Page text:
There, by the church, they crammed their buckets with fish, covering them with some plastic bags. Then they clambered back up the riverbank and headed home. But they lingered for a moment to look at how the church was reflected in the waters of the Prut, swollen and yellow, full of tree trunks ripped up by the wind, dead cattle and even houses. And Veronica, screwing her eyes up and gazing at the willow and poplar woods on the Bassarabian side of the river, all of it under water, to the left and to the right as far as the eyes could see, started to laugh, joyfully: “Now the spies can cross easily from the USSR, because they won’t leave any footprints and the border guards’ dogs won’t be able to smell them!” But Pavel said, in amazement: “What would spies from the USSR want here in our country?”

 

“Would you listen to him!” she said to hush him, instead of giving an answer, raising a finger in the air. And they both pricked up their ears, because from between the willow trees on the other side, in which the cuckoos and the wild doves were singing raucously, the gruff voices of some unseen men could be heard, voices that made Pavel shudder.
It was not the first time he had seen the banks of the Prut from such a close distance, because Lelica was always going to the church, even at night, for the midnight mass on the feast of the Resurrection, when it seemed that the whole village used to assemble at that old house of the Lord, perched on the high riverbank. How wonderful it was then, at night, when the service moved outside, for the procession around the church, with the willows and the poplars in the darkness on the Bassarabian side of the river, only ten or twenty metres away, with the black, troubling mirror of the waters below them! You should have seen how the faces of the people were illumined from below by the candles… And the voices of the priest and the villagers from the choir seemingly multiplied and burgeoned, burgeoned, because the Prut Valley would become a kind of echo chamber for them… Everything seemed mysterious there on that night.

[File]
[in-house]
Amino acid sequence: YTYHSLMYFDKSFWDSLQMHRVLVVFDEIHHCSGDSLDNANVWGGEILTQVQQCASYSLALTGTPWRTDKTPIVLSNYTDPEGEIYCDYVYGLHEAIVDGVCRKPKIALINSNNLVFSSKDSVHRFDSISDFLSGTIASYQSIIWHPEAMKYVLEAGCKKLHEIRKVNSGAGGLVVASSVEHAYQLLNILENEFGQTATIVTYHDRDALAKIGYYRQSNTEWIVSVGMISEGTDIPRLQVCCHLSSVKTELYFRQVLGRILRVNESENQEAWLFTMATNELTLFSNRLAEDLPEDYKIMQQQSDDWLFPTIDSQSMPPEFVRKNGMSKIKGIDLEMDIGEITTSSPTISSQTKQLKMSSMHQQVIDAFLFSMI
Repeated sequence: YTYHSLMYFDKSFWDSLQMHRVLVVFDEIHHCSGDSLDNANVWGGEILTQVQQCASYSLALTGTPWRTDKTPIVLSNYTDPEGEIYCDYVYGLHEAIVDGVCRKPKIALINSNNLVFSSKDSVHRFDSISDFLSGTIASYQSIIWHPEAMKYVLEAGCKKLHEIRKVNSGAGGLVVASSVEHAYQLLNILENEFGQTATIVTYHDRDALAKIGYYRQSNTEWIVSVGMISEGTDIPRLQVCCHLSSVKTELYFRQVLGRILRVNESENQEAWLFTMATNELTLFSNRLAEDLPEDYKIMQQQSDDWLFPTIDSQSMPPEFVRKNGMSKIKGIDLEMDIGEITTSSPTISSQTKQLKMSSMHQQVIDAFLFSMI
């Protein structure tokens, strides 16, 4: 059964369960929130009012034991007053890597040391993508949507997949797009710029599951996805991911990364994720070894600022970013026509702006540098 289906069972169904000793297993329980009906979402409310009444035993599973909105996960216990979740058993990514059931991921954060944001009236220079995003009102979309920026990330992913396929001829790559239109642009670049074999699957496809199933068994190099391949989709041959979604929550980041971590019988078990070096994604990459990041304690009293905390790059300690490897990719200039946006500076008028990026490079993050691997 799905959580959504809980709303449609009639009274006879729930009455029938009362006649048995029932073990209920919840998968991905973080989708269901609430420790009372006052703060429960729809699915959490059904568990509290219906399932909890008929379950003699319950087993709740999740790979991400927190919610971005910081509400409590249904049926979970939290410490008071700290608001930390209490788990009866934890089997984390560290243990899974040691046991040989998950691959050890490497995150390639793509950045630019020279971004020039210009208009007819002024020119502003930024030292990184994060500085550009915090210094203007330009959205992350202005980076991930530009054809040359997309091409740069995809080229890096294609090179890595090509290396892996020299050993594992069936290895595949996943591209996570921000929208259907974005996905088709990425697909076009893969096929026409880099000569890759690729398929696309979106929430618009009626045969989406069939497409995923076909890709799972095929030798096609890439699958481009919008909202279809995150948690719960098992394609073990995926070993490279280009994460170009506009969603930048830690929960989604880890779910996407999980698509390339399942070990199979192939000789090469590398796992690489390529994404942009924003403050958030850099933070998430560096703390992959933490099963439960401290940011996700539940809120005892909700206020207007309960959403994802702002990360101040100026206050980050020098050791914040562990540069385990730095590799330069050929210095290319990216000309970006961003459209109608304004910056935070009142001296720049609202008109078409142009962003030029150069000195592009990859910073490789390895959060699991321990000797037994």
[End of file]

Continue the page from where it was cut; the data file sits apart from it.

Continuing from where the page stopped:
But strangely, now, in broad daylight, with the fish among the grasses and those voices from the left bank and the thought that spies might cross from the other side, the mystery of the ever-guarded river seemed impenetrable. This is why he felt turned inside out by the excitement. And there was so much sunlight on the rich foliage of the willows and such a brilliant sky and such a merry hubbub among the fish-gatherers that he felt his heart bursting with a terrible joy, Pavel went on and then fell silent.

 

Translated by Alistair Ian Blyth
 



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Critics about

“A novelist who writes in a simple and relaxed way about serious things.”

(Luminiţa MARCU)

“Mariana Codruţ has something of the literary temperament of much-loved French writer Françoise Sagan.”

(Alex. ŞTEFĂNESCU)

“As for the attitude Mariana Codruţ displays towards her own texts, the impression I get is that she writes with the dignity of a samurai. The immediate reality ‘offends’ her. And Mariana Codruţ takes her revenge, as if committing noble suicide, by writing in solitude.”

(Florin LĂZĂRESCU)